Which is better?

Having this discussion with some1 lately and would love to hear some other D's opinions.

Is it better to get diagnosed so young that you don't know any different?
Or is it better to get diagnosed at 13, 20, 30, 40 ect so you got to live that many days without sticking a needle in yourself several times a day and counting every carb you eat but where the learning curve is greater.

Obvs its not gr8 having it either way but just wondered what you thought is better/worse?

The latest human possible is the ideal. The less time you have it, the better period.

Thats what I think 2

I do not think it matters, each age presents unique issues. I know when I was diagnosed at age 17, I started on a path that led into a deep depression that lasted well over 20 years. I know children who were diagnosed at a very early age and they have not experienced that part of diabetes.

Yet those same children felt they missed out on some things. Yet as a young adult I experienced those things they said they missed out on and I do not remember a thing about them. Remember I was diagnosed in 1974 it was a very different world in those days. (Please do not responded that your children have no restrictions) I understand that today there are no restrictions on children with diabetes. I am talking about the 60's and 70's not today.

So which is better? neither. They both have downsides. There are no upsides to the time of diagnosis.


By the way this is a great discussion and blog topic.

Thanks Rick. Went for my Retina screen last week and was having this discussion in the waiting room so thought I'd like to see what a bigger audience had to say

I say its better to have loved and lost then to never have loved at all. I'm glad my mother and father didn't have to go through, from what I read on this site, many parents of T1D children have to go through. This dx's is a start to a whole new life and I have no parent to guide me and pave my way however I do have parents that guided me already and raised me to be strong, strong enough to handle what ever life throws my way.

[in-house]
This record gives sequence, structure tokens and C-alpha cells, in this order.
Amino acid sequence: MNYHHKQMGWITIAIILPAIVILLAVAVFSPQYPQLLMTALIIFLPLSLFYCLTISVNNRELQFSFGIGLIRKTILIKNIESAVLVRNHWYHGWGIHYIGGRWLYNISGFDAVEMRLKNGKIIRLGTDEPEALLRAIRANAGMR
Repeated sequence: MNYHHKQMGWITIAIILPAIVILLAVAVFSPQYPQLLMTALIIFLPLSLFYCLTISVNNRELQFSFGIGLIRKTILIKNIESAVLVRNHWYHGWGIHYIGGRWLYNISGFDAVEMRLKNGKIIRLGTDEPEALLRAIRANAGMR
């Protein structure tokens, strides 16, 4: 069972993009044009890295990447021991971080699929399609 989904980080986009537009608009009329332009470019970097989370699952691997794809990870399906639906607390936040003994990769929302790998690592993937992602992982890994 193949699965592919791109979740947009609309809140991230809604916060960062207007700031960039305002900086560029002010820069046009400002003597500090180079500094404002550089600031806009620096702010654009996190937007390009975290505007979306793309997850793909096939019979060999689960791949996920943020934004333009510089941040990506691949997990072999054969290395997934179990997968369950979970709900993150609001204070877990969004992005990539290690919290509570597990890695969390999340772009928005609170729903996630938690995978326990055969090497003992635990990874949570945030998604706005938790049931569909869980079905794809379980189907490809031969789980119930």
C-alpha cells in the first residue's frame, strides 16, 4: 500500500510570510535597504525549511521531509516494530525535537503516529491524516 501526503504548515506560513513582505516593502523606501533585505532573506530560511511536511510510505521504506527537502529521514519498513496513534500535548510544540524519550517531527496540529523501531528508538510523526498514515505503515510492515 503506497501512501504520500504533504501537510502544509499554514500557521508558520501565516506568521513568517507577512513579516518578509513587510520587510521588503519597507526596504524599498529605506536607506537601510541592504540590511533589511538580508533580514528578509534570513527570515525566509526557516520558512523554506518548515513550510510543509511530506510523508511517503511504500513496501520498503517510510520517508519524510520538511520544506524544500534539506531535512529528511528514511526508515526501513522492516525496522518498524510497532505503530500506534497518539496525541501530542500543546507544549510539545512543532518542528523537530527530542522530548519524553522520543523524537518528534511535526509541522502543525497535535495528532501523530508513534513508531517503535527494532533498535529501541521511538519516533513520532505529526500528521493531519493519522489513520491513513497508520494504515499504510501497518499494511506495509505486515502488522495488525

I was diagnosed with Type 1 diabetes at age 35. I am grateful that I did not have to go through childhood, especially the teenage years, having Type 1. I also traveled the world, to lots of Third World countries, prior to diagnosis--traveling is much more difficult now, so I am grateful I went to India, Nepal, Botswana, Zimbabwe, and Zambia prior to Type 1. I was also able to start my career without some of the difficulties that Type 1 can bring. The hard part about being diagnosed as an adult is that you know what life is like WITHOUT diabetes, and life is certainly more difficult with Type 1.

having had t1 since i was not yet 3 i think being taken care of properly right away helped me be healthy all my life until now
of course i wished i could do things like other children & also wished i did not have so many restrictions....but after 78 years i am so used to it
the feeling of not fitting in or not being understood happens to all of us, regardless of when we were diagnosed
so let's just enjoy life !

nice car rick but i miss your face

I was diagnosed at 8 months and I think without D I wouldnt be the person I am today. I am strong and independent I know my own mind I'm responsible, hard working planned and organised (when you cant leave the house without glucose these things happen) For this I am glad I was always diabetic. But I still wonder what it would have been like to not think about it for a day a week or even an hour or a minute. Holding out for the cure that day may yet come :)

I was diagnosed at nine years old, and at the time the nurses said I was at the perfect age for diagnosis. Old enough to know what was going on and deal with it without the tantrums a toddler might have, and young enough to actually listen to the doctors and my parents without teenage rebellion. They were right, so I guess it was a good age.

had discussions about this with quite a lot of diabetics. everyone thinks his diagnosis age was the best. so do it. dxd at 8 and i dont know anything else

I dont think mine was gr8 to be honest I wouldnt have minded being a little older. I was doing my own shots by 7. I dont think a 7 year old should have to do that in hindsight. Not that I had to I wanted to but u no what i mean